Periscope Depth

he was turned to steel in the great magnetic field

This week’s media blow incorporates the latest in Stark repulsor technology.

Iron Man: Dude. Iron Man. Dude. Iron Man.


Jon Favreau directed perhaps the best superhero movie I’ve ever seen (short of The Incredibles). I suspect he pulled this off because he made a priority of making a good movie first, and a superhero movie second. Favreau wandered through the same minefield that every superhero movie does but emerged unscathed. Let’s take a look:

Tedious Origin Story: Robert Downey Jr, as playboy millionaire Tony Stark, spends the first half of the movie inventing his suit, testing its powers and reveling in his new identity. Why does this work, when it failed for other movies? Because Tony Stark makes Iron Man. He didn’t wake up one morning with super-strength and wall-stickiness. He didn’t get struck by lightning after being dosed by chemicals. The process of experimentation and forging invests us more than following the blithe adventures of a lucky idiot.

Wacky Villains: When you adapt a comic book to the big screen, you realize that guys in blue tights or villains in green and yellow costumes look ridiculous in the real world. Seriously. They look like cartoons. No one would take them seriously. Favreau avoids this by retaining the same names and general ideas, but completely revamping them for a modern story. I won’t spoil the connections for comic book purists – just pay close attention to what people say.

I … Will Avenge … You: As fun as Spider-Man was, I had a hard time with a movie where everyone took everything they said so seriously. Tobey Maguire couldn’t tell someone he needed milk from the store without a wistful look in his eyes and stern resolution in his jawline. But Downey, Terence Howard and Jeff Bridges talk just like regular people talk. They talk over each other, sometimes. They throw off-hand remarks. They’re regular people who just happen to have access to incredible weaponry.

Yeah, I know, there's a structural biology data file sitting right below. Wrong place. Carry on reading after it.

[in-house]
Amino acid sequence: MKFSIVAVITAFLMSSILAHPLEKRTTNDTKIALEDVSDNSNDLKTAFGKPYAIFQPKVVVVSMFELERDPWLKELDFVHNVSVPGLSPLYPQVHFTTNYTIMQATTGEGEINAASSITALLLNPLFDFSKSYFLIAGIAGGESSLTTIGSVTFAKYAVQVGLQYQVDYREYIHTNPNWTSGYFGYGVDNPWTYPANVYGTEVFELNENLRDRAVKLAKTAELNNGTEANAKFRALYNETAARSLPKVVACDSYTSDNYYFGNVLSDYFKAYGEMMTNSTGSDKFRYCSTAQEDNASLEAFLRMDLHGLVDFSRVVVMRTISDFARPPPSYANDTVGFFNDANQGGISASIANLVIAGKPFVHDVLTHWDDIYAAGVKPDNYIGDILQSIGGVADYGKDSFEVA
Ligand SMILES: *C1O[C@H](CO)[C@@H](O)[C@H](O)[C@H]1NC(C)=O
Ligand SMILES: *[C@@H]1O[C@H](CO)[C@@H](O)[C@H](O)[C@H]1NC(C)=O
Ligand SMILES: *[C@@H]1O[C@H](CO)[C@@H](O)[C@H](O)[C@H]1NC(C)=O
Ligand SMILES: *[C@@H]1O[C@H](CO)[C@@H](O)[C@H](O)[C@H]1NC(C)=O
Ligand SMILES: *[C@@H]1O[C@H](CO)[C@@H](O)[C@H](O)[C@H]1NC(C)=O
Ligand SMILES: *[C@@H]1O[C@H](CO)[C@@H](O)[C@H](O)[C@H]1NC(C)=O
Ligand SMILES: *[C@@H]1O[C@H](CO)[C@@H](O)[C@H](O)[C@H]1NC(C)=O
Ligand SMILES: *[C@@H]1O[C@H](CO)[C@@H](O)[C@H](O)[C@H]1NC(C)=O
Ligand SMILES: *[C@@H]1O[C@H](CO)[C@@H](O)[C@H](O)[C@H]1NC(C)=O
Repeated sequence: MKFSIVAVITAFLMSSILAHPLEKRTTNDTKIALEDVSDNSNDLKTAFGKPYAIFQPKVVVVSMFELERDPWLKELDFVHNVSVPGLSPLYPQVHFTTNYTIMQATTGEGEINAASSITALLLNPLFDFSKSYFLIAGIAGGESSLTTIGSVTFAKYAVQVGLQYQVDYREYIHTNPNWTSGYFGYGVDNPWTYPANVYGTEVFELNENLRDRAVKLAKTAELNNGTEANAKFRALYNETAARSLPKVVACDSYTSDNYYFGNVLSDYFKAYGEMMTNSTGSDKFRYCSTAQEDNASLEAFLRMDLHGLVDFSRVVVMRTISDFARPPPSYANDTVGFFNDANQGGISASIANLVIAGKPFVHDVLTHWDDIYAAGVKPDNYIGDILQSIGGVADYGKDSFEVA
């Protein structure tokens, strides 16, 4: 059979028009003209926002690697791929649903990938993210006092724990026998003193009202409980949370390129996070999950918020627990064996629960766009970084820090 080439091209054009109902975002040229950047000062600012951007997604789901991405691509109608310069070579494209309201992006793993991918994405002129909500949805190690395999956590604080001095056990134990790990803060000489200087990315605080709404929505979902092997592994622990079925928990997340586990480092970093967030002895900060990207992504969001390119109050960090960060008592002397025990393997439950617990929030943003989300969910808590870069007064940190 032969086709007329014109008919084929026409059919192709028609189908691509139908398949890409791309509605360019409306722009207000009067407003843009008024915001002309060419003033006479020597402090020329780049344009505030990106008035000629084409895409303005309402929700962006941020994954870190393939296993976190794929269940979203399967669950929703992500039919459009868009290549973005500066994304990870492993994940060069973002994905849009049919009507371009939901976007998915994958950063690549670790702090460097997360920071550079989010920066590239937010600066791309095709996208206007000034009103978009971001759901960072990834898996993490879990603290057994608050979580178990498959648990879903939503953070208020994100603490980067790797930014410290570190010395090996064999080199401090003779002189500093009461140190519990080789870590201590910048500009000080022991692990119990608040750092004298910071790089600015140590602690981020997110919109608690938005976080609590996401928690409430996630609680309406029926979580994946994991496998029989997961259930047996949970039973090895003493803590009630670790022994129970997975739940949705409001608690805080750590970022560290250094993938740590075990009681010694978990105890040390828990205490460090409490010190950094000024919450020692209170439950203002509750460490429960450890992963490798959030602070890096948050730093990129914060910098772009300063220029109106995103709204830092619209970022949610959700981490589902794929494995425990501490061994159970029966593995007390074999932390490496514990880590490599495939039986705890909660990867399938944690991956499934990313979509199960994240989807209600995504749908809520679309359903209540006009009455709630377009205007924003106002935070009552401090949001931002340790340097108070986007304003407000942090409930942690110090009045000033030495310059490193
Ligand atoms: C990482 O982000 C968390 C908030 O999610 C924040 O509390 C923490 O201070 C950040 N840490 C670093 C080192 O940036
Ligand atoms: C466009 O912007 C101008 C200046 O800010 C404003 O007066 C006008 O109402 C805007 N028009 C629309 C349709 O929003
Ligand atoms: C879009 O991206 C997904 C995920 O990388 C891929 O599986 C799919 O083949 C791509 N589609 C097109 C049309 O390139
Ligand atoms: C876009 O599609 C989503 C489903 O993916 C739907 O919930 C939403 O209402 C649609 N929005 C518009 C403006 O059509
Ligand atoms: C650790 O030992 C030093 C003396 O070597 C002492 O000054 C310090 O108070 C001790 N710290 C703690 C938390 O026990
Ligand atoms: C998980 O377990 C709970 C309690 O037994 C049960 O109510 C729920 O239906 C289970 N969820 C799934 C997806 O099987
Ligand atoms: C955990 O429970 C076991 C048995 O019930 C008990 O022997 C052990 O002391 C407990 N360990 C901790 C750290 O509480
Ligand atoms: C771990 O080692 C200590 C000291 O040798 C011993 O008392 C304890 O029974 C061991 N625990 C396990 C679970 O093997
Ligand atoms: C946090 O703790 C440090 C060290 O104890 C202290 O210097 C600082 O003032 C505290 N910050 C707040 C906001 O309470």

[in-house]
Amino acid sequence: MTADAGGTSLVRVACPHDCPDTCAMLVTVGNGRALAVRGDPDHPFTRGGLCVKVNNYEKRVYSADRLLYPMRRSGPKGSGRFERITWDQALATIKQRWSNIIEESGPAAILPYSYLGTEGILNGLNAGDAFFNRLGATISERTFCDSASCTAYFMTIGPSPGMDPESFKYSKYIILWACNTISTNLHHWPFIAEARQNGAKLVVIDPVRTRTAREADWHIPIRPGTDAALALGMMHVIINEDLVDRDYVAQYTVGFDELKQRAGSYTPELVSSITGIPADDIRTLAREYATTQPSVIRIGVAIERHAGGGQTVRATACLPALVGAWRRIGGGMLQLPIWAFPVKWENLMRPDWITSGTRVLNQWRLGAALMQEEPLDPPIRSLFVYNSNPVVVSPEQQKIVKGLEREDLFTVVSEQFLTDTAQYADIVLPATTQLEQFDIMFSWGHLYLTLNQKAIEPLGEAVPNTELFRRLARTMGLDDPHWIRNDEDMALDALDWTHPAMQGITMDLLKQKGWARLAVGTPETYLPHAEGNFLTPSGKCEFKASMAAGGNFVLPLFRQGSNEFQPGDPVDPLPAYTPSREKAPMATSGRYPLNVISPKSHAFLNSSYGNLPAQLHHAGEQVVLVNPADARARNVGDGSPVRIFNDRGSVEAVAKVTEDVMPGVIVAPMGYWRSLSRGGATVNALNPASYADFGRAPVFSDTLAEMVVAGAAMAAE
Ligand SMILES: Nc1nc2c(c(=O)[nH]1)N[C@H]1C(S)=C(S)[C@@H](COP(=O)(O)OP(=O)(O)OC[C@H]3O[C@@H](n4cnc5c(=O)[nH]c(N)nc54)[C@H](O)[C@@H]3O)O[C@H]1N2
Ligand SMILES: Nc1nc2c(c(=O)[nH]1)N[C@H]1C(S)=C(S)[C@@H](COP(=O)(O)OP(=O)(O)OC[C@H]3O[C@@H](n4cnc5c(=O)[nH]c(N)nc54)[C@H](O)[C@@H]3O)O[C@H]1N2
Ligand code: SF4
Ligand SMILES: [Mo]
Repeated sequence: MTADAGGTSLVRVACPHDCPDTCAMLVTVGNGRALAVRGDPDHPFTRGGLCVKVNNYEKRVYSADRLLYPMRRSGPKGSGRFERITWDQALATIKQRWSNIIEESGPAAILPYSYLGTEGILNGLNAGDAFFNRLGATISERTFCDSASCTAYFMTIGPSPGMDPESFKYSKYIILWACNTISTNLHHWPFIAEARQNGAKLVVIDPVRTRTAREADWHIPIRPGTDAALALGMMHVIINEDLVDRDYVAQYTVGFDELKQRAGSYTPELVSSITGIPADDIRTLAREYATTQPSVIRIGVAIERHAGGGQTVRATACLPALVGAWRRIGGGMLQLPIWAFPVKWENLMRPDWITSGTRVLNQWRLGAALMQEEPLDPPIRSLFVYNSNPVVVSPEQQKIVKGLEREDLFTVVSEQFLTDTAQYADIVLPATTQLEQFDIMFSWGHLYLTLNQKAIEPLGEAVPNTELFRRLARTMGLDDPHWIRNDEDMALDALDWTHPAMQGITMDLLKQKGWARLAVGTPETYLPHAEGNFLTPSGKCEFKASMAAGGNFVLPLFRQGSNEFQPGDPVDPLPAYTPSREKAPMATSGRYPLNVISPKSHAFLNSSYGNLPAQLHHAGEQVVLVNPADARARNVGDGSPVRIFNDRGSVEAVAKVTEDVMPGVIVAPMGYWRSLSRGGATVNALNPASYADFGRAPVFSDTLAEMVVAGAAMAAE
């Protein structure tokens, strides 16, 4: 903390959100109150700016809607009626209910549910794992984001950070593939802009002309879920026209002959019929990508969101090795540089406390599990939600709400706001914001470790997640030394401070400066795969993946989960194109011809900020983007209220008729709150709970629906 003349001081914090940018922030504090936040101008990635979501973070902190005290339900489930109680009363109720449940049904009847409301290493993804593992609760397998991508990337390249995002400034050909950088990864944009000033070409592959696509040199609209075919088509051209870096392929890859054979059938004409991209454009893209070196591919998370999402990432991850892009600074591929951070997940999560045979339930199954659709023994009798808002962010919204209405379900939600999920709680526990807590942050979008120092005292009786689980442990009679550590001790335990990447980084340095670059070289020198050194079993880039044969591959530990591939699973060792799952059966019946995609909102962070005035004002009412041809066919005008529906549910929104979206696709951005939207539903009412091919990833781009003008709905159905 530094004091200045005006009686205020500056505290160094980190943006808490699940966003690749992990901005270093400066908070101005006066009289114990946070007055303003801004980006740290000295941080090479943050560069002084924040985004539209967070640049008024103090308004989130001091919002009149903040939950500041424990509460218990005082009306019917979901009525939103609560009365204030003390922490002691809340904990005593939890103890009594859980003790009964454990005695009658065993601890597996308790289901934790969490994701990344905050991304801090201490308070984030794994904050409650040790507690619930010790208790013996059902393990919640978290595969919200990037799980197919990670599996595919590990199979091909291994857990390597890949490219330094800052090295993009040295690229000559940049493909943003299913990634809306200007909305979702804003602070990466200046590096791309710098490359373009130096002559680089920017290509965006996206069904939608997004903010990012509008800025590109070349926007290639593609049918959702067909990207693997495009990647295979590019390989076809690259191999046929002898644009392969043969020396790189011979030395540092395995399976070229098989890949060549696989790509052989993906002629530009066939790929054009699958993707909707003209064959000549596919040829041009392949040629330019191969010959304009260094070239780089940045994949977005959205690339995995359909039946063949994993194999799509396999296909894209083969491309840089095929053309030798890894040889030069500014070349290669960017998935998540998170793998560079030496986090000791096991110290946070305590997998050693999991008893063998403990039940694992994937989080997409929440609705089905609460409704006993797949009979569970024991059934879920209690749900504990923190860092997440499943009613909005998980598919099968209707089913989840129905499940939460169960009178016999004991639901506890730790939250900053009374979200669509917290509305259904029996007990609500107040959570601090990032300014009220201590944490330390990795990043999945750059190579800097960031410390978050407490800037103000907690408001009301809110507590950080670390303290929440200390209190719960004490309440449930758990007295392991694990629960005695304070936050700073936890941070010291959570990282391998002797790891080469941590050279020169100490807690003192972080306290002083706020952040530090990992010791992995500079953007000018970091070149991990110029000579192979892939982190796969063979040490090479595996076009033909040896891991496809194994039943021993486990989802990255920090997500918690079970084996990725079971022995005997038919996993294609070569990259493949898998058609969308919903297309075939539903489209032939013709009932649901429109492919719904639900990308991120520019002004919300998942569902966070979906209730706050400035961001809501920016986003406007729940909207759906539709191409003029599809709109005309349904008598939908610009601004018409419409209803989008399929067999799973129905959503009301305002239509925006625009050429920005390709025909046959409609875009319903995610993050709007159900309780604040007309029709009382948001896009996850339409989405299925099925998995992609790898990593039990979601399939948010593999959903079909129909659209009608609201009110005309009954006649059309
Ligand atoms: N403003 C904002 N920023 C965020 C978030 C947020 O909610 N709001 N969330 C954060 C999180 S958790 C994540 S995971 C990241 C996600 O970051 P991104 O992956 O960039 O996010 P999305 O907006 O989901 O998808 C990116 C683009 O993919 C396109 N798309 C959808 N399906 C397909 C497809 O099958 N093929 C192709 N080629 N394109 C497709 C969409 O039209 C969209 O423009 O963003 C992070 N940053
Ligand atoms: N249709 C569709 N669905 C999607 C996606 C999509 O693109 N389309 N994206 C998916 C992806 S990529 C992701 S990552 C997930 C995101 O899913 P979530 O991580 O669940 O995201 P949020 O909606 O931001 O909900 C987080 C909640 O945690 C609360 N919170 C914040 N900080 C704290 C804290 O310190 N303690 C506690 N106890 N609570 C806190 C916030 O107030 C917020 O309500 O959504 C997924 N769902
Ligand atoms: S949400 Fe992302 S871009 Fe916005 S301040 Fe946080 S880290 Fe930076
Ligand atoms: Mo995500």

Well, My Work Here Is Done: I never realized how weak the traditional superhero origin story sounded until walking out of Iron Man. Okay, I have super powers. I’m going to put on a costume to avenge my parents’ / family’s / neighbor’s death. Having finished that, rather than return to a normal life, I’ll keep doing this, going after lower and lower stakes until I die or get tired of it. Stark’s purpose in becoming Iron Man doesn’t stop after the first film’s villain buys it, though. He has a clear goal in mind: ridding the world of the weaponry his company created. That goal may expand (it’ll probably have to, to keep the franchise going), but at least he starts with a logical reason for superheroics.

Flip the Script: In addition to surviving and improving on all the standard superhero movie tropes, Iron Man flips several on its head. These will not only entertain your average comic book fan, but will keep the casual moviegoer from rolling their eyes at the awkward suspension of disbelief.

I recommend this film without qualification.

I may discuss some spoilers in the comments, so tread with care.

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